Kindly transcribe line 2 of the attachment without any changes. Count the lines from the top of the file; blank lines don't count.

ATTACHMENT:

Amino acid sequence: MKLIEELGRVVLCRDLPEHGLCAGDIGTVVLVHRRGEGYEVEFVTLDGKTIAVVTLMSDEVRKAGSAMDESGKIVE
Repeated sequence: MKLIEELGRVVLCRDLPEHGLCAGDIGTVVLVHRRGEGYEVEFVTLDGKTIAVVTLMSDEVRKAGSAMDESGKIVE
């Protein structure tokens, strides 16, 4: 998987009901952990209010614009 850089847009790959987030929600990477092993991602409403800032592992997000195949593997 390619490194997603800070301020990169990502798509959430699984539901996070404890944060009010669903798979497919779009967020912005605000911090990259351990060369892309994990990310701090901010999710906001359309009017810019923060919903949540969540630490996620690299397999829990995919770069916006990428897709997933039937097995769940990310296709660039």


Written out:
Repeated sequence: MKLIEELGRVVLCRDLPEHGLCAGDIGTVVLVHRRGEGYEVEFVTLDGKTIAVVTLMSDEVRKAGSAMDESGKIVE